Seoul – Eight Russian diplomats and family members — the youngest of them a 3-year-old girl — have arrived home from North Korea on a hand-pushed rail trolley due to Pyongyang’s coronavirus restrictions.
Video posted on the Russian Foreign Ministry’s verified Telegram account showed the trolley, laden with suitcases and women, being pushed across a border railway bridge by Third Secretary Vladislav Sorokin, the only man in the group.
They waved and cheered as they approached their homeland, the culmination of an expedition that began with a 32-hour train trip from Pyongyang, followed by a two-hour bus ride to the border.
“It took a long and difficult journey to get home,” the ministry said in the post late Thursday, speaking of the final stretch.
“To do this, you need to make a trolley in advance, put it on the rails, place things on it, seat the children — and go,” it said.
“Finally, the most important part of the route — walking on foot to the Russian side.”
Sorokin was “the main ‘engine’ of the non-self-propelled railcar,” it said, and had to push it for more than a kilometer.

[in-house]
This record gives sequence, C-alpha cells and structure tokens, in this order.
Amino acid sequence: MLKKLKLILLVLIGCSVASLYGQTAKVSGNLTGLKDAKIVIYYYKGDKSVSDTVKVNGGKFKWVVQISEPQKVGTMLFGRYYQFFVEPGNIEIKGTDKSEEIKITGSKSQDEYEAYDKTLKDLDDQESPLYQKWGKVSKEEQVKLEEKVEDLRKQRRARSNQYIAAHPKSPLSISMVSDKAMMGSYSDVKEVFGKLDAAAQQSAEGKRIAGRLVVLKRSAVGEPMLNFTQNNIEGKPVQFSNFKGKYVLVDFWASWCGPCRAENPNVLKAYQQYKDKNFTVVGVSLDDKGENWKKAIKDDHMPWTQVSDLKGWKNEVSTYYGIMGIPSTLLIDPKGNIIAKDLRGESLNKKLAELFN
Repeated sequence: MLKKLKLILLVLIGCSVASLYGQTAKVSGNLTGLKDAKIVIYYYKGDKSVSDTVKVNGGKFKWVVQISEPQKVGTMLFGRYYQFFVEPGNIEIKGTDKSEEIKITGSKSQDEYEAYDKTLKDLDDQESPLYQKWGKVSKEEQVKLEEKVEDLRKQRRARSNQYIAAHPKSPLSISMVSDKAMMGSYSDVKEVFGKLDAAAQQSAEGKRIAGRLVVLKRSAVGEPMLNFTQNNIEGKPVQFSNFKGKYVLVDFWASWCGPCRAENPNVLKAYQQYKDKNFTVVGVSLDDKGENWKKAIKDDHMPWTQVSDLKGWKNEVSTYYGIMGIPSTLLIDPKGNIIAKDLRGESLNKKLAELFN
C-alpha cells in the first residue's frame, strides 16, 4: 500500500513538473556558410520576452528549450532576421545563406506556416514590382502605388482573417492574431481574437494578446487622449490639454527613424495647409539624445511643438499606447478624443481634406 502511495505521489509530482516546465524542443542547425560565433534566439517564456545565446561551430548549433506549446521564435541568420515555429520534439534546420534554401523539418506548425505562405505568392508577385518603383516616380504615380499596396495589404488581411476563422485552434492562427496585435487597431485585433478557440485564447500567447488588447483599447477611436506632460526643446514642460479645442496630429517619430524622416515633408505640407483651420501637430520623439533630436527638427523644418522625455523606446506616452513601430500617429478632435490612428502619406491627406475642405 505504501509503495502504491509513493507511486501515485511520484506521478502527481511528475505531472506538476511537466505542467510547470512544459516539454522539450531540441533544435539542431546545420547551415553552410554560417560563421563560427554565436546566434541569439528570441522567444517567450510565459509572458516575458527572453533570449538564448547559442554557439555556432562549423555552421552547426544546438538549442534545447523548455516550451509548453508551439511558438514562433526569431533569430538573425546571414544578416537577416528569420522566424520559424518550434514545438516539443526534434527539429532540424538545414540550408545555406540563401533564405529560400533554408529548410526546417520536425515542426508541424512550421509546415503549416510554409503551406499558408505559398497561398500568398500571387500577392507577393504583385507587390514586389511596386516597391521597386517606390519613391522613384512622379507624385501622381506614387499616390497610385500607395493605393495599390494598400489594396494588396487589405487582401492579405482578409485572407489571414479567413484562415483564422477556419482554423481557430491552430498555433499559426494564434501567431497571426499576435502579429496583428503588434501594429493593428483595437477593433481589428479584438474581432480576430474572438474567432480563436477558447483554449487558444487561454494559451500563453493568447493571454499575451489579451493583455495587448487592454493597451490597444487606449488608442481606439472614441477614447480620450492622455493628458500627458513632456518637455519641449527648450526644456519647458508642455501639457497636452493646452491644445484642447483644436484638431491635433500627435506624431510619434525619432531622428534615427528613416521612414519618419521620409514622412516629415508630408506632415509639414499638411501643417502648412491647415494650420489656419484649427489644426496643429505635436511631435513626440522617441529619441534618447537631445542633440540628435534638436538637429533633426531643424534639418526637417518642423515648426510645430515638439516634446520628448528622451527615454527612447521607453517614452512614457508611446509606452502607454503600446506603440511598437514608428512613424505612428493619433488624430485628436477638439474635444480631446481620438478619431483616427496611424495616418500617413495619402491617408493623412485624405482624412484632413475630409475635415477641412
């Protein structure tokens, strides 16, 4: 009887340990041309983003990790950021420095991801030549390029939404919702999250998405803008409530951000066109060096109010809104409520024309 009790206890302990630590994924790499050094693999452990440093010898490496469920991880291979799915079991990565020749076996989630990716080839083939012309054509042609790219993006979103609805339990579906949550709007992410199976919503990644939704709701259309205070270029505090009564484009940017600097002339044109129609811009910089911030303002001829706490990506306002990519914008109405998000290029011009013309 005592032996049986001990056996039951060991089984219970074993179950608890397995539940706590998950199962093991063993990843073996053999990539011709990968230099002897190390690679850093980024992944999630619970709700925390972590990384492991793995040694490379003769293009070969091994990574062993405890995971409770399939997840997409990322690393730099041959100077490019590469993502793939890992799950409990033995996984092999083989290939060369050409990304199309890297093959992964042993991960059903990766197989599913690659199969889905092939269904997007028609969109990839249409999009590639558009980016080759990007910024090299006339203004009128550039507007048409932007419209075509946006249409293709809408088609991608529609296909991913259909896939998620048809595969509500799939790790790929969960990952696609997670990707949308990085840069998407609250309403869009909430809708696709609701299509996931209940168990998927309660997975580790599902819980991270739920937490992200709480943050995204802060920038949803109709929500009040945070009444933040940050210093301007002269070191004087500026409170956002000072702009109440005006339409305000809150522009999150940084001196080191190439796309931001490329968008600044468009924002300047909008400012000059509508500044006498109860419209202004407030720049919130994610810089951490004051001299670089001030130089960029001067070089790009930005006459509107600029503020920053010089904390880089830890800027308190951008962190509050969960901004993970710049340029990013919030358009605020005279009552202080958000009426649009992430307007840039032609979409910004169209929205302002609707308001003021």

Once on Russian territory, they were met by Foreign Ministry colleagues and were taken by bus to Vladivostok Airport.
“Don’t leave your own behind,” the ministry added as a hashtag.
North Korea imposed a strict border shutdown in January last year to try to protect itself from the coronavirus that first emerged in neighboring China and has gone on to sweep the world.
The shutdown has cancelled all flights in or out of the nuclear-armed, sanctions-hit country, and cross-border trains.
With staff and supplies unable to enter, the restrictions have severely hampered the activities of diplomats and aid workers, and several Western embassies have pulled out their entire staff.
But Russia has close relations with the North and maintains a significant diplomatic presence.
On Friday, the Kremlin said the journey out of North Korea demonstrated that diplomatic service is no walk in the park.
“It seems very pleasant and elegant but in reality this is very complex, rigorous and demanding work,” Kremlin spokesman Dmitry Peskov, himself a trained diplomat, told reporters.
“Things like this can happen, too,” he added.
Stalin’s Soviet Union played a key role in the North’s foundation after it and the U.S. decided to split the peninsula into two zones either side of the 38th parallel following the World War II surrender of Korea’s colonial overlord Japan.
Moscow still has a grand embassy in a prime spot in central Pyongyang, close to the North Korean leadership compound.
In South Korea, people online reacted gleefully to reports of how the diplomats departed.
“I am glad I was not born in North Korea,” one posted on South Korea’s biggest internet portal, Naver.
Another joked: “Please return your cart to where you found it.”
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